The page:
*SD*of bivariate normal distributions fitted to the 24 data points (8 observers × 3 repetitions) for each stimulus. Every data point represents the settings of two of the four sliders in the probe in one trial. For clarity of presentation the data points themselves were rendered invisible in the plots. Each subplot contains 6 ellipses, which are the results of three different weight combinations in the stimuli in the two experiments. The crosses depict the corresponding stimulus weight combinations. This provides a means to visualize the extent to which participants would trade off—or confuse—the weights of different reflectance modes.

**Figure 9**

**Figure 9**

**Figure 10**

**Figure 10**

**Figure 11**

**Figure 11**

**Figure 12**

**Figure 12**

**A**for Experiment 3 is shown in Table 3. It is very close to an identity matrix, except for the values that represent the perception of the velvety mode. The ratios between the sum of the diagonal values and all values for the five observers were 0.79, 0.71, 0.62, 0.70, and 0.60 (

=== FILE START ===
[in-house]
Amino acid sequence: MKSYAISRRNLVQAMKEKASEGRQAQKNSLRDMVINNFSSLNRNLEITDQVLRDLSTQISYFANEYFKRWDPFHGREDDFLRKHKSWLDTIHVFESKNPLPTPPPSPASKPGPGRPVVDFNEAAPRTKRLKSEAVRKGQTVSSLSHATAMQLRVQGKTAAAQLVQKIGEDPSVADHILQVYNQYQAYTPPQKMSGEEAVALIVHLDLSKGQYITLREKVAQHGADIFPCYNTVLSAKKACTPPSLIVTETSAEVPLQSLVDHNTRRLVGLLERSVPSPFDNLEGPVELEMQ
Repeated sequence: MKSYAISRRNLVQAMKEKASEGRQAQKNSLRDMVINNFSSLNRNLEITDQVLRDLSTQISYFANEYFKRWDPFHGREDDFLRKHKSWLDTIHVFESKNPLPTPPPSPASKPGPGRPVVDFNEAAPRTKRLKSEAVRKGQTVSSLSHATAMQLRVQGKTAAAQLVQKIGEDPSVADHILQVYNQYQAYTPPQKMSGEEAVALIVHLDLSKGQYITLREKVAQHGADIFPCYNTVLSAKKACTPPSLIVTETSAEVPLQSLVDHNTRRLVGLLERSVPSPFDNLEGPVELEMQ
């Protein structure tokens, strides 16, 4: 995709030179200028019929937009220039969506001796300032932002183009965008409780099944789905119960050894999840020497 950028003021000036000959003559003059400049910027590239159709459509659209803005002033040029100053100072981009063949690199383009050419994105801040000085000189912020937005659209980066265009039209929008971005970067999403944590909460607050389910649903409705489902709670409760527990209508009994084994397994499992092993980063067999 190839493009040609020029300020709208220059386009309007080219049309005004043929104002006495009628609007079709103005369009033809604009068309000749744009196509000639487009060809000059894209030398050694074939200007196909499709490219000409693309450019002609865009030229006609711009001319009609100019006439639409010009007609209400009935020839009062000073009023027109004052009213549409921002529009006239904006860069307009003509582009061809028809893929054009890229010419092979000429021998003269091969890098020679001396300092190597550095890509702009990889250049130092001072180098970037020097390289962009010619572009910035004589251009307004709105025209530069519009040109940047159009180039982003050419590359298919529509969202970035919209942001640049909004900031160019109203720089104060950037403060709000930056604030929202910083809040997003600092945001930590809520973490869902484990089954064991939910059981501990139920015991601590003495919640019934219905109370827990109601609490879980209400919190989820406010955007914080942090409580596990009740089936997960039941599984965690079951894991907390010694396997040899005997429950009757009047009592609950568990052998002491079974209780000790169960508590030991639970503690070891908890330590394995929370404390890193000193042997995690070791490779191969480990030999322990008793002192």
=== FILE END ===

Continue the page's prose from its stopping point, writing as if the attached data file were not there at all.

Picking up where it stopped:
*M*= 0.68,

*SD*= 0.08), and thus far above chance level (0.25). The nondiagonal values, specifically 0.46 for {

*w*

_{m}, } and 0.35 for {

*w*

_{v}, }, indicate that the perception of the velvety mode strongly interacted with the perception of the matte mode in Experiment 3. The residuals were all close to 0. The averages of the absolute value of the residuals were 0.16, 0.12, 0.14, 0.16, and 0.16 for the five observers, and thus similar to those of Experiment 2.

**Table 3**

**A**. For example, in Figure 9 the subplot for matte versus specular (middle left) shows that matte–specular interactions increased in Experiment 2 compared to those in Experiment 1, which corresponds to an increase of the nondiagonal values {

*w*

_{m}, } and {

*w*

_{s}, } in Table 2. Material–lighting interactions have been addressed by many researchers (Dror, Willsky, & Adelson, 2004; Fleming et al., 2003; Hunter, 1975; Marlow et al., 2012; Motoyoshi & Matoba, 2012; Olkkonen & Brainard, 2010, 2011; Pont & te Pas, 2006; te Pas & Pont, 2005). In a recent study we combined our canonical material modes with three canonical lighting modes, and in this manner we were able to systematically investigate material–lighting interactions for a broader range of materials and lightings (Zhang, de Ridder, & Pont, 2015). We found systematic effects that depended on lighting

*and*material.

**Figure 13**

**Figure 13**